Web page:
10 ways to make your next flight more productive …

Posted on
May 6, 2010
Posted in: Air Travel, Top Ten

The hubby and I spend a lot of time on planes. Sometimes, it’s only a two- or three-hour flight, which doesn’t seem like that much time wasted. But on other trips we might spend more than half-a-day in transit. Time we won’t get back. Time that he didn’t have to waste in the first place.

When there’s wi-fi, Rand usually goes through his email, and he often catches up on presentations and projects when he can’t get online. But as his unemployed, somewhat parasitic companion, I’m able to be slightly more creative with my time. I could spend it watching the same miserable blockbuster again (seriously, do people not understand that Megan Fox is not a good actress? Or am I missing the point?) or I could actually use my flight time productively.

Here are my ten tips for making the most out of those airborne hours. Whether you’ve got work obligations, blog obligations, or no obligations at all, you can step off that jetway feeling like you accomplished something (besides familiarizing yourself with the entire Sandra Bullock canon).

  1. Be literate. Lots of people read on planes. And most of them are reading contemporary crap. Sure, you could grab the latest wad of Charmin that Stephanie Meyer has put out, or you could force yourself to plow down on some classics. Because you might never get through a Tale of Two Cities at home, but when you’re on a plane with nothing else to do, you’ll be amazed by how interesting the story becomes (especially when you envision Chris Sarandon as Charles Darnay).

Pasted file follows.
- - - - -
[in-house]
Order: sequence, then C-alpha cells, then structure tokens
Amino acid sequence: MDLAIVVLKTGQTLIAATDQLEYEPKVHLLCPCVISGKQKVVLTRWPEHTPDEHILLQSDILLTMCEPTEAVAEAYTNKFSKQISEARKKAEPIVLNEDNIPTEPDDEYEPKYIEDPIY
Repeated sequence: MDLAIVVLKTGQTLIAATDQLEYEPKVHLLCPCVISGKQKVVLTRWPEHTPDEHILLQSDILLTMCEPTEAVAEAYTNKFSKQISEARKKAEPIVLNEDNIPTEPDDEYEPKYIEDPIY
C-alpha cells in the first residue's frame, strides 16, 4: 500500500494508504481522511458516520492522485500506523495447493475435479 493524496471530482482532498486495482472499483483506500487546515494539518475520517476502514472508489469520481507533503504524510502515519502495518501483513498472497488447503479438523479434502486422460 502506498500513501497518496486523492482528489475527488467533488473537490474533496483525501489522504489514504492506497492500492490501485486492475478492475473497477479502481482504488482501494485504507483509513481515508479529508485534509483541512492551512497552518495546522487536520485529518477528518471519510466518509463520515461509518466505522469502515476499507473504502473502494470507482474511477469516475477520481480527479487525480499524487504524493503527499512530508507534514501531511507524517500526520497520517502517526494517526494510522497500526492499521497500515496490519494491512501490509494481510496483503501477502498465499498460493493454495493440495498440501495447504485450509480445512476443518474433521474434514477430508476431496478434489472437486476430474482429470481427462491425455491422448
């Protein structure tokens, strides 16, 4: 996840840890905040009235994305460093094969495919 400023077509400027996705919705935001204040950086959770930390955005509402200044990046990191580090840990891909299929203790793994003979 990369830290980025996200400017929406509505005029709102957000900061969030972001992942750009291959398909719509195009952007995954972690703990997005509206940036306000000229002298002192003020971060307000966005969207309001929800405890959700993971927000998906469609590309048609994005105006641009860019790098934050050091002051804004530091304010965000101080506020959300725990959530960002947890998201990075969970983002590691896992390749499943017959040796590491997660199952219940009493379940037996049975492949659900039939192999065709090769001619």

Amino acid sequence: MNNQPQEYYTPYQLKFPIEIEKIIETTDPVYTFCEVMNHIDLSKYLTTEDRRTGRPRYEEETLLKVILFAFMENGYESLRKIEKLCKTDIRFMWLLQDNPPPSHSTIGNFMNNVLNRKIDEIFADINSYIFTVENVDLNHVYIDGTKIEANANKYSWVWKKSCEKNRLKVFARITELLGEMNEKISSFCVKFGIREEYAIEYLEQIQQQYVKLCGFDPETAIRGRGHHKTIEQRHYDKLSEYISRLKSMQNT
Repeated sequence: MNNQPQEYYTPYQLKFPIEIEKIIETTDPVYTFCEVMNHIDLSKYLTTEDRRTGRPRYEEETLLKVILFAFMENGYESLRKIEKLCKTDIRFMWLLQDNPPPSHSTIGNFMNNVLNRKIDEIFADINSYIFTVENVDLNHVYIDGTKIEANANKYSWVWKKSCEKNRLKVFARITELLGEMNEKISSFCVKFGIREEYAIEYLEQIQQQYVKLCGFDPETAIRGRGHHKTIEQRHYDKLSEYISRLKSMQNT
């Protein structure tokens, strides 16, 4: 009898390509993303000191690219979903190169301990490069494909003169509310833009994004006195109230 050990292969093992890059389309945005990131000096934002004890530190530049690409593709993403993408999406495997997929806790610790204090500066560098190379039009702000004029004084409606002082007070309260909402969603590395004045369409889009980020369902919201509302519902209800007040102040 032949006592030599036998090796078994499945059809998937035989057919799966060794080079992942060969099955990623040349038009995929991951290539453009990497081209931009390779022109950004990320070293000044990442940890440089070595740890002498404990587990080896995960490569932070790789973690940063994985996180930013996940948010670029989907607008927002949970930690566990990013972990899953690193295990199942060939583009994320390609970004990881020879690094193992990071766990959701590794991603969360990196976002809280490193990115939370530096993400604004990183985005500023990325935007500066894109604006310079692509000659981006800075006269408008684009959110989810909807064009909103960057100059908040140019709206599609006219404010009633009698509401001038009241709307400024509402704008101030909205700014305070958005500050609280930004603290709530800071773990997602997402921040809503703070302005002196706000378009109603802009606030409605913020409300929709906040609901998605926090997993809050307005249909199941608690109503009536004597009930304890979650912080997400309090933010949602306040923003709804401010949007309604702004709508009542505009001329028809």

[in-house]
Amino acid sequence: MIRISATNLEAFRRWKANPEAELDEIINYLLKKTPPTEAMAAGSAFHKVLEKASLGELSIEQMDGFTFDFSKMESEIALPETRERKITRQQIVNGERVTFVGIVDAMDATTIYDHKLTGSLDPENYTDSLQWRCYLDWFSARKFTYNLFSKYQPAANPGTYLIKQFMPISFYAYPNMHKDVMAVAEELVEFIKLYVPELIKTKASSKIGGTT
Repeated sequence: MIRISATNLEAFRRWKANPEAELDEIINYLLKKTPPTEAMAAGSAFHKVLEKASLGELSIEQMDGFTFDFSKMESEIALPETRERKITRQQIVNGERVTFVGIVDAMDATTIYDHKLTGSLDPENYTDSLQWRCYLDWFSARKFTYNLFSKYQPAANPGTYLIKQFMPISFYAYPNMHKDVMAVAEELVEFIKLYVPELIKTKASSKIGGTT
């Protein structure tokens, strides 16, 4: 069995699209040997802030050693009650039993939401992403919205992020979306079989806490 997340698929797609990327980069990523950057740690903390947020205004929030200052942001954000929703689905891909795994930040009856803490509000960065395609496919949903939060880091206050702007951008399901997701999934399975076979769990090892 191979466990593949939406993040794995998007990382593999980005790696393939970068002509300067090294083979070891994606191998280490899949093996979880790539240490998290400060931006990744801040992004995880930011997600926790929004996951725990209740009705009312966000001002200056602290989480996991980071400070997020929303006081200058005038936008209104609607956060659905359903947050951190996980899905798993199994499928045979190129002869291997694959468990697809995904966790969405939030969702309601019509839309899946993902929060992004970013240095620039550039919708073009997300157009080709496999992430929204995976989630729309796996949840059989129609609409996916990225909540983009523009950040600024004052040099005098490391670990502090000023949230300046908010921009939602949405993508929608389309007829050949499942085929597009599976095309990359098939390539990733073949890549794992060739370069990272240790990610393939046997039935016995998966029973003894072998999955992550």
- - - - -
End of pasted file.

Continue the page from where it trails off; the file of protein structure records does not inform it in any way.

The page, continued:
Meee-yow.

    Tis a far, far better ... meow.

  2. Catch up on correspondence. The art of the written letter is supposedly dead, but it doesn’t have to be. Grab a plane-safe pen and a stack of notecards, and get writing. Odds are you have a relative who isn’t tech-savvy enough to check email everyday, but who would love to hear from you. Isn’t it about time you got yourself out of a few years of purgatory?
  3. Have a conversation. No, really. Talk to the person you’re sitting next to. You could make a new friend. Or you might just get a fantastic story out of it (a colleague of Rand’s sat next to Sarah Palin on a recent flight to NYC. “I’ll be honest,” he said. “I didn’t vote for you.” Her reply? “Not a lot of people did.”)
  4. Get creative. While scissors are generally a no-no (though apparently if the blade is less than 4 inches long, you can take it. But I have trouble imagining that all TSA-holes know that), that doesn’t mean you can’t get some creative needle-work done while airborne. Whether it’s knitting, crocheting, or my new obsession of felting (which requires no scissors at all), you can use your flight time to make something great.

    I will never get tired of posting images of this.

    I will never get tired of posting images of this.


  5. Take a nap. Who says sleep can’t be productive? If you were up late working on a project, or up early to catch your flight, odds are you aren’t operating at capacity. Take a guilt-free nap (you are on a plane, after all). You’ll probably wake up before you’ve slept too much (usually exactly the moment the drink cart has passed you) and you’ll be refreshed when you land – something most people can’t say.